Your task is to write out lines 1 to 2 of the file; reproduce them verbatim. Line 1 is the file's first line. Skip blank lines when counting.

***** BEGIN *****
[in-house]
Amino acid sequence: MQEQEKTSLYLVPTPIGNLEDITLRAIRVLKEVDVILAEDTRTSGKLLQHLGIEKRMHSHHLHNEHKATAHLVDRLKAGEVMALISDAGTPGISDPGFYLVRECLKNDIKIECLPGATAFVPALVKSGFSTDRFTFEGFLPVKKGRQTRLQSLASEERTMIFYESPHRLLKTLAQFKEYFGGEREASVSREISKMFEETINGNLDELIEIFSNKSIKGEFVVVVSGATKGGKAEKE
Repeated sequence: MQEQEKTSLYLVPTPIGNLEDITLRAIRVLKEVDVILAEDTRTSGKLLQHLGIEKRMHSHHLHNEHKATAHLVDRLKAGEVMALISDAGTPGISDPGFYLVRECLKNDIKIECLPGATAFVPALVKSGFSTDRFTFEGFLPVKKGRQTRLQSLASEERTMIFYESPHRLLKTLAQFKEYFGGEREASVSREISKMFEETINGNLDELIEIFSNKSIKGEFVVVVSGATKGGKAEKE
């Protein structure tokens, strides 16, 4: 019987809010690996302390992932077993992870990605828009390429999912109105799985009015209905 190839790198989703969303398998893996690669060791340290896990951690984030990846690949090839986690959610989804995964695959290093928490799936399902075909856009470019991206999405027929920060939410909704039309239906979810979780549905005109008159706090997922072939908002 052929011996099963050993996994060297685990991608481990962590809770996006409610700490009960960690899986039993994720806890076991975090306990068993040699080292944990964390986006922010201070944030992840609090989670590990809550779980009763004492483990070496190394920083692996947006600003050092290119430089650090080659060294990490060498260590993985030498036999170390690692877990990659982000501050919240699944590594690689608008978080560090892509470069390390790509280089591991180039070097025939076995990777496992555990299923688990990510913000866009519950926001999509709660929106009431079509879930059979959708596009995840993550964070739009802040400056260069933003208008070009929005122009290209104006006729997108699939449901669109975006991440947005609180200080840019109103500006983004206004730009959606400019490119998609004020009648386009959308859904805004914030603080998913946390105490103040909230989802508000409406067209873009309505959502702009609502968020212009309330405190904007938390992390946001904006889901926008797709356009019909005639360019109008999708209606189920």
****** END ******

[in-house]
Amino acid sequence: MQEQEKTSLYLVPTPIGNLEDITLRAIRVLKEVDVILAEDTRTSGKLLQHLGIEKRMHSHHLHNEHKATAHLVDRLKAGEVMALISDAGTPGISDPGFYLVRECLKNDIKIECLPGATAFVPALVKSGFSTDRFTFEGFLPVKKGRQTRLQSLASEERTMIFYESPHRLLKTLAQFKEYFGGEREASVSREISKMFEETINGNLDELIEIFSNKSIKGEFVVVVSGATKGGKAEKE